Thursday, September 24, 2009

Groupama 3 ready to break new records

[Source: Groupama] After spending seven weeks at the Multiplast yard, Groupama 3 is back in her home port of Lorient, Brittany. Serviced from top to bottom after 15,000 miles of sailing in the Mediterranean and the Atlantic, the maxi trimaran skippered by Franck Cammas will now be training off Lorient, in the build-up to the next record attempt. Indeed, from 1st November, the crew will be awaiting the right weather window to set off on their latest Jules Verne Trophy attempt, an award which has been in the hands of Bruno Peyron since 2005 with a time of 50 days and 16 hours.

If it's the early bird that catches the worm, the Groupama team won't be going hungry. Following the orders of Yann Mérour then Loïc Le Mignon, Boat Captain, the mast, which culminates at 41 metres, is positioned onto a tiny titanium ball upon which it will pivot around the world. Next up, the shrouds are fixed onto each of the floats where Gaël de Kerangat, a member of the team since 1999, has taken up position.

Now, as the Breton sunshine directs its glare at the units that form the old submarine base of Lorient, Groupama 3 heads off to the "Course au Large" pontoon where, for the next three days, various members of team will come and kit her up for the next sailing sessions: "Today Groupama 3 is at her best. I form part of the last dinosaurs who are both préparateurs and sailors. The benefit of that is that I know every inch of the boat. As such I regularly give her a thorough check-up to ensure that everything's alright. The only drawback is that I don't get an awful lot of time to myself" says Loïc Le Mignon. He goes on to say: "I'm going to need some quality time to prepare myself psychologically and physically as a circumnavigation of the globe under sail isn't something to be sniffed at. I also have a family to think about, which you have to devote time to".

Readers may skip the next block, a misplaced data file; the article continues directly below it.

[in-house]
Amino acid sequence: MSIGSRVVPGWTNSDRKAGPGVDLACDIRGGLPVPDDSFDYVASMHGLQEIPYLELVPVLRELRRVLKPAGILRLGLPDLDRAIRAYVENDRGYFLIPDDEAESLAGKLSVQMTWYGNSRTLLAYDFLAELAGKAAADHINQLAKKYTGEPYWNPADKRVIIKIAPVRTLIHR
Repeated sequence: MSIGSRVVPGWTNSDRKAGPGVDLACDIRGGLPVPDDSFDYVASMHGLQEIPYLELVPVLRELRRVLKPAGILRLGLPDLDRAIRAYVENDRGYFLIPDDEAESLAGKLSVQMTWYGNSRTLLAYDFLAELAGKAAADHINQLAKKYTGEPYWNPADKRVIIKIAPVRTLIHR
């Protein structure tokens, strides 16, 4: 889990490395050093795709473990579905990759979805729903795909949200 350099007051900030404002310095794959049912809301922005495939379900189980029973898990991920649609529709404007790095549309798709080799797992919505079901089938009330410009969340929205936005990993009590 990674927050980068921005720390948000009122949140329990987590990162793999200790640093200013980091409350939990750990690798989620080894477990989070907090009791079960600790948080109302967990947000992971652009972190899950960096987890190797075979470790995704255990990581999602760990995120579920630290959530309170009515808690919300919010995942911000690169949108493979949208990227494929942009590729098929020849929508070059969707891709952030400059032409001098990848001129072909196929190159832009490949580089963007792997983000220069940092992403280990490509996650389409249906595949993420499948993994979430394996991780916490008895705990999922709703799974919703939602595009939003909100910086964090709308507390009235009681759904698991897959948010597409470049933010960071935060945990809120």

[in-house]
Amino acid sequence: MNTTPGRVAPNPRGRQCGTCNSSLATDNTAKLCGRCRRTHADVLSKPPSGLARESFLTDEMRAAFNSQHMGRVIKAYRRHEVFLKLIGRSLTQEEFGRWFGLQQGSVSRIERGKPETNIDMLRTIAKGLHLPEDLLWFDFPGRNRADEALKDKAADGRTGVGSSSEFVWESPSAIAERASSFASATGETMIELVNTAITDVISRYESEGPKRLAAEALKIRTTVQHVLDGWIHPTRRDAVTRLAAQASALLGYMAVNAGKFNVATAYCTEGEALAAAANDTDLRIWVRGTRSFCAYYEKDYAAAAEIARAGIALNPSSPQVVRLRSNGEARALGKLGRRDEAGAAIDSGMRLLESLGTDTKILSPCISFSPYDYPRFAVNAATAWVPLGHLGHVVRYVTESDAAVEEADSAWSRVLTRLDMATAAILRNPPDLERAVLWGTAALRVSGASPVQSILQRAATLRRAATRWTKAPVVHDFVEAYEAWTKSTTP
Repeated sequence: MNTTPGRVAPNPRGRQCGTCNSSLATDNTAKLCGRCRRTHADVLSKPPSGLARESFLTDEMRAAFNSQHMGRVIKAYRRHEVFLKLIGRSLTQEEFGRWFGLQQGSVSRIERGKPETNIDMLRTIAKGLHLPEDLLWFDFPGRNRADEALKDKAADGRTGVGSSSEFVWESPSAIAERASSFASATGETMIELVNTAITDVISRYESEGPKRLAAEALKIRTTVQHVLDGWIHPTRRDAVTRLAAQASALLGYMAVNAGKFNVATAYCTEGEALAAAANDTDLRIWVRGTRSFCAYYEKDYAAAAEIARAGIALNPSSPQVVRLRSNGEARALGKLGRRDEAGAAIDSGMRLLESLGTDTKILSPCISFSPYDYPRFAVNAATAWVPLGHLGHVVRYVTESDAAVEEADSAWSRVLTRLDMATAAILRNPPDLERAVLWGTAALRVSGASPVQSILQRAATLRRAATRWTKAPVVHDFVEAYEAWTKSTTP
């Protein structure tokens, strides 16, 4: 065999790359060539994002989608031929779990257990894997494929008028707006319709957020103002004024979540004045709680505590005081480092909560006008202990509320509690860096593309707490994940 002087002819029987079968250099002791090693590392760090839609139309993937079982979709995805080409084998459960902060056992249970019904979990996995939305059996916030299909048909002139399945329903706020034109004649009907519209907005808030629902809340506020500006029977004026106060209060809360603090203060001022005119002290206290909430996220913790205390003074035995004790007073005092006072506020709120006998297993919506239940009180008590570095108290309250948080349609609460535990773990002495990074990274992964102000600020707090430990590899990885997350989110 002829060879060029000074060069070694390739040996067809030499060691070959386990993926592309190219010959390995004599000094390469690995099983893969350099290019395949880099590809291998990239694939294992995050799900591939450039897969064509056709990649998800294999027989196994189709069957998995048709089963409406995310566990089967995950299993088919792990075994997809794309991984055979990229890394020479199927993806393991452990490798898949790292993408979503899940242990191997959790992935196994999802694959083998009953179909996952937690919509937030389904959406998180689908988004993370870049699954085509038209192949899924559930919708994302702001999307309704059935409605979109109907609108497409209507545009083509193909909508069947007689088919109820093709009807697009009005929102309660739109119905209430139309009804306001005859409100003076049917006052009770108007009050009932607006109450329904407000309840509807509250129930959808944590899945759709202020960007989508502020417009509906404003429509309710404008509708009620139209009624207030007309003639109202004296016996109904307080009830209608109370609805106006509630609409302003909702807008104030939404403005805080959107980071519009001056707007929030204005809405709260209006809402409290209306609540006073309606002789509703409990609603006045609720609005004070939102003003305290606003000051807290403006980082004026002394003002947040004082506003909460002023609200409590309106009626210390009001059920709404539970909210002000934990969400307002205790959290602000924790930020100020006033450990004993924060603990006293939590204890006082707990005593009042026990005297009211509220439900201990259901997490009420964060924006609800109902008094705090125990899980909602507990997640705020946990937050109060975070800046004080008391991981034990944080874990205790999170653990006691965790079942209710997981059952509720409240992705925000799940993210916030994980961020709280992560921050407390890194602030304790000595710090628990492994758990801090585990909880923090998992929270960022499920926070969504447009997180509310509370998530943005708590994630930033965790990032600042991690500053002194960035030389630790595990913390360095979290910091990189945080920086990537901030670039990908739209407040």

Though calm and serene, the 1,90m Loïc cannot hide his desire to get going. The gold earring he wears in his left ear is that of a Cape Horner, something which you have to earn. For him, the accolade came whilst he was sailing aboard Innovation Explorer with Peyron who, in reference to a third Loïck, one with the surname Fougeron, added a K to his forename.

Today, the captain of Groupama 3 is keen to head out to sea again. This will become a reality this coming Monday as he participates in three days of trials and training so as to ensure himself of the soundness of the latest improvements, notably to the appendages.

Following on from this, there will be another three days in the open ocean, this time with the full crew for the Jules Verne Trophy.

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